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Not your average artist whirls through town

Artist Dorotha Woods moves through her Kitsap Lake home like a tiny tornado of good humor and limitless ideas.

Like any whirlwind, she occasionally ejects interesting debris. In this case, comments about how bacteria can be beautiful under the microscope, how clusters of mushrooms can resemble clusters of breasts, the advantages of “biodegradable” art made of old leaves, and how her body has trouble keeping up with her mind — even though the diminutive artist, in her mid-forties, moves so fast you have to hang onto your hat as she goes by.

Woods’ art, which gives new meaning to the word “eclectic,” will be shown at Metropolis The Gallery in February. Woods was so free-associative and non-linear in explaining her life and art, it’s easier to quote snippets of the interview than a straight narrative:

l She called one small painting of clustered mushrooms “Bosom Buddies,” and remarked how odd it was each seemed to have a kind-of nipple.

l She pointed to a painting of a tree with fruit inspired by microscopic slides of bacteria. “I was in the library looking at these slides ... and noticed they were so beautiful,” said Woods, adding that the librarian gave her an odd look when she asked to borrow the slides.

l She takes pride in being enough of a carpenter to create her own picture frames — though admits they’re made of “junk,” and perhaps poorly made at that.

l “You know, I could have done 300 pieces for this show if my body could keep up with my mind,” she said. “I’d have to be an octopus.”

l She gestured to an old door that had obviously been out in the weather since Bremerton was settled. “I’d been seeing this door in someone’s junk pile for some time,” she said, “I finally got up the nerve to ask if I could have it.” They gave it to her, of course. It’s now festooned with fragments of mirrors and called “The Voyeur’s Eye.” She described it — with barely a straight face — as a “very reflective piece.”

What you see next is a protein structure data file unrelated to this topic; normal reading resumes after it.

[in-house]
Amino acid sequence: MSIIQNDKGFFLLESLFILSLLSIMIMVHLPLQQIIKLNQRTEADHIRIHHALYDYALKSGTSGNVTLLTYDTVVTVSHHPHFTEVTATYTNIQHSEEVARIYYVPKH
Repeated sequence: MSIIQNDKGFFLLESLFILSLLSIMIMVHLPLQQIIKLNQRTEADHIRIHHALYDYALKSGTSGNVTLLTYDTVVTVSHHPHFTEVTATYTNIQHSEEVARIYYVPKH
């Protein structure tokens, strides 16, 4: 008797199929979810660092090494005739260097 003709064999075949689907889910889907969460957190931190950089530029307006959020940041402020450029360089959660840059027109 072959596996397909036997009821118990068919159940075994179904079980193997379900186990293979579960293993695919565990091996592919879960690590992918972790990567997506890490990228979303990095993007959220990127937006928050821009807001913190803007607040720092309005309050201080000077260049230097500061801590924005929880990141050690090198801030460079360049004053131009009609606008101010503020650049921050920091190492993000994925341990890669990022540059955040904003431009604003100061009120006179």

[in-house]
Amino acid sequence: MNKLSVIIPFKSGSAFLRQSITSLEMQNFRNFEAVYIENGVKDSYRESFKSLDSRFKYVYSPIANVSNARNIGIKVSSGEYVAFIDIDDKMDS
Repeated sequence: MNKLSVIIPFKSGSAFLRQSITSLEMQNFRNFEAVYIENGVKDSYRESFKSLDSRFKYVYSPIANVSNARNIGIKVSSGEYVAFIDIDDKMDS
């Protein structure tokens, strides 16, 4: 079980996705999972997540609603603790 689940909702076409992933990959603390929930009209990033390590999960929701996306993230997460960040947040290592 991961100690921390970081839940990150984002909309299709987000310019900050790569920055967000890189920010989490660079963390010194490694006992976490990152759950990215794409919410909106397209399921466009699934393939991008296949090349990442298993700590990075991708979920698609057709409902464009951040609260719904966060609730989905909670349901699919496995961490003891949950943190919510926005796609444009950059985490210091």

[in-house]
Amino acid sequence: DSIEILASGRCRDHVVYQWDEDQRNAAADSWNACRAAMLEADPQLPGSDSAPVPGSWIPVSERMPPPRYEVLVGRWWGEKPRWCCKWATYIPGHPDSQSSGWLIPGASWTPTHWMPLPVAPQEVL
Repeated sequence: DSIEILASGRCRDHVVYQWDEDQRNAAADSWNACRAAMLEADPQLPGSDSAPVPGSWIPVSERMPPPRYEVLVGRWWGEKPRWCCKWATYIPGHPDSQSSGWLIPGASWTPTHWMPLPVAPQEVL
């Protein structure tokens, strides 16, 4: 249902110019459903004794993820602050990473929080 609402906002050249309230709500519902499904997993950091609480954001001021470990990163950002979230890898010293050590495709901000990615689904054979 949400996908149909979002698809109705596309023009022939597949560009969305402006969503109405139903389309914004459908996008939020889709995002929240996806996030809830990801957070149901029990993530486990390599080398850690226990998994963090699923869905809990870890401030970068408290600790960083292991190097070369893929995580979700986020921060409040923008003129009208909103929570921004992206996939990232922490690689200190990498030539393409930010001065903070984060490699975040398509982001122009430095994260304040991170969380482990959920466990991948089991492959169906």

l She pointed to one dark canvas with a pasty-white, vampish-looking woman, which she calls “Night Preyers.”

l One canvas showed a little doll in a red dress being burned at the stake.

In a serious moment, Woods hinted at a troubled childhood and family estrangement. She compares art — real, self-revelatory, open-a-vein-and-let-the-blood-flow art — as being like “Getting naked in front of the universe.”

What little personal history she revealed includes being strongly influenced by Elbert Hubbard, an arts and crafts philosopher, and being born and raised in Springfield, Ill. She attended community college for a while in Oregon. She has never had much luck with teachers, or employers. She’s mostly waited tables or cleaned houses for a living. She was once a pastry chef. She’s been married and divorced, has no children, and once suffered from a serious illness — but has since recovered. As an artist, she proudly proclaims herself an autodidact.

The inscription on the back of the promotional post card for the exhibit is the longest and most clearly stated narrative of her philosophy, which happily combines the silly with the serious:

“Warning: This is Expressionistic ART (her capitals) which stresses psychological and emotional content while raising subjective feelings revealing dark and sinister aspects of the human psyche. This is an honest look into the artist’s evolution and cleansing process. This show promises to be doubly rewarding because of its unusual and humorous application of junk.”

Woods will be at the show’s reception, 5 p.m., First Friday Art Walk, Feb. 1, and she will no doubt be dressed exotically, as she often is at events of great moment.

It will become obvious to those who attend that the most important work of art at the reception is, of course, Dorotha Woods — a work in progress.

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